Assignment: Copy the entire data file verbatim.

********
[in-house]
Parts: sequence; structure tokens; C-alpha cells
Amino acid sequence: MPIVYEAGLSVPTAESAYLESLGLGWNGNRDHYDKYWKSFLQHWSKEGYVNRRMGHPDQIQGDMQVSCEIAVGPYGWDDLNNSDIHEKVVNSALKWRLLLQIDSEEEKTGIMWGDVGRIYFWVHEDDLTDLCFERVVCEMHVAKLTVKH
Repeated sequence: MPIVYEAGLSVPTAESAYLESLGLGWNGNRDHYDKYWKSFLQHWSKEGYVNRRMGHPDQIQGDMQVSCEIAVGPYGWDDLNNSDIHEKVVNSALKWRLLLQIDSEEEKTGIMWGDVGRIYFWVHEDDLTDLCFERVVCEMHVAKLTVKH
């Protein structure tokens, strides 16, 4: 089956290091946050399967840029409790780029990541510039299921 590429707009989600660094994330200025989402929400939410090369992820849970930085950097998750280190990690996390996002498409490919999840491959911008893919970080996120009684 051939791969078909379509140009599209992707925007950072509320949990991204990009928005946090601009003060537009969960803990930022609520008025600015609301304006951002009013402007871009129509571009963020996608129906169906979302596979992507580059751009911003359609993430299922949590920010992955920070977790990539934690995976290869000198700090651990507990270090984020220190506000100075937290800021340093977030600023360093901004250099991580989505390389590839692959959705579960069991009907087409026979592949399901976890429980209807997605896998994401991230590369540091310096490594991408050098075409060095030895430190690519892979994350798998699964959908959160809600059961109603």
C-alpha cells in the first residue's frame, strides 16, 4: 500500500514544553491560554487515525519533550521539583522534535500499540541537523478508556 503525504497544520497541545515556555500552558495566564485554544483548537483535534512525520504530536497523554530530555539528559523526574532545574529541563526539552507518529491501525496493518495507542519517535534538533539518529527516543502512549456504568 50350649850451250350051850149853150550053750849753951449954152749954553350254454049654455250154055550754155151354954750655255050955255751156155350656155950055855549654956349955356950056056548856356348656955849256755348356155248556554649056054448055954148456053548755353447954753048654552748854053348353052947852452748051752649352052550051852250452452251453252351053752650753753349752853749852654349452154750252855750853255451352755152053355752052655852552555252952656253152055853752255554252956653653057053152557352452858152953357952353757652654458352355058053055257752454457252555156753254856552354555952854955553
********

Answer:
[in-house]
Parts: sequence; structure tokens; C-alpha cells
Amino acid sequence: MPIVYEAGLSVPTAESAYLESLGLGWNGNRDHYDKYWKSFLQHWSKEGYVNRRMGHPDQIQGDMQVSCEIAVGPYGWDDLNNSDIHEKVVNSALKWRLLLQIDSEEEKTGIMWGDVGRIYFWVHEDDLTDLCFERVVCEMHVAKLTVKH
Repeated sequence: MPIVYEAGLSVPTAESAYLESLGLGWNGNRDHYDKYWKSFLQHWSKEGYVNRRMGHPDQIQGDMQVSCEIAVGPYGWDDLNNSDIHEKVVNSALKWRLLLQIDSEEEKTGIMWGDVGRIYFWVHEDDLTDLCFERVVCEMHVAKLTVKH
């Protein structure tokens, strides 16, 4: 089956290091946050399967840029409790780029990541510039299921 590429707009989600660094994330200025989402929400939410090369992820849970930085950097998750280190990690996390996002498409490919999840491959911008893919970080996120009684 051939791969078909379509140009599209992707925007950072509320949990991204990009928005946090601009003060537009969960803990930022609520008025600015609301304006951002009013402007871009129509571009963020996608129906169906979302596979992507580059751009911003359609993430299922949590920010992955920070977790990539934690995976290869000198700090651990507990270090984020220190506000100075937290800021340093977030600023360093901004250099991580989505390389590839692959959705579960069991009907087409026979592949399901976890429980209807997605896998994401991230590369540091310096490594991408050098075409060095030895430190690519892979994350798998699964959908959160809600059961109603």
C-alpha cells in the first residue's frame, strides 16, 4: 500500500514544553491560554487515525519533550521539583522534535500499540541537523478508556 503525504497544520497541545515556555500552558495566564485554544483548537483535534512525520504530536497523554530530555539528559523526574532545574529541563526539552507518529491501525496493518495507542519517535534538533539518529527516543502512549456504568 50350649850451250350051850149853150550053750849753951449954152749954553350254454049654455250154055550754155151354954750655255050955255751156155350656155950055855549654956349955356950056056548856356348656955849256755348356155248556554649056054448055954148456053548755353447954753048654552748854053348353052947852452748051752649352052550051852250452452251453252351053752650753753349752853749852654349452154750252855750853255451352755152053355752052655852552555252952656253152055853752255554252956653653057053152557352452858152953357952353757652654458352355058053055257752454457252555156753254856552354555952854955553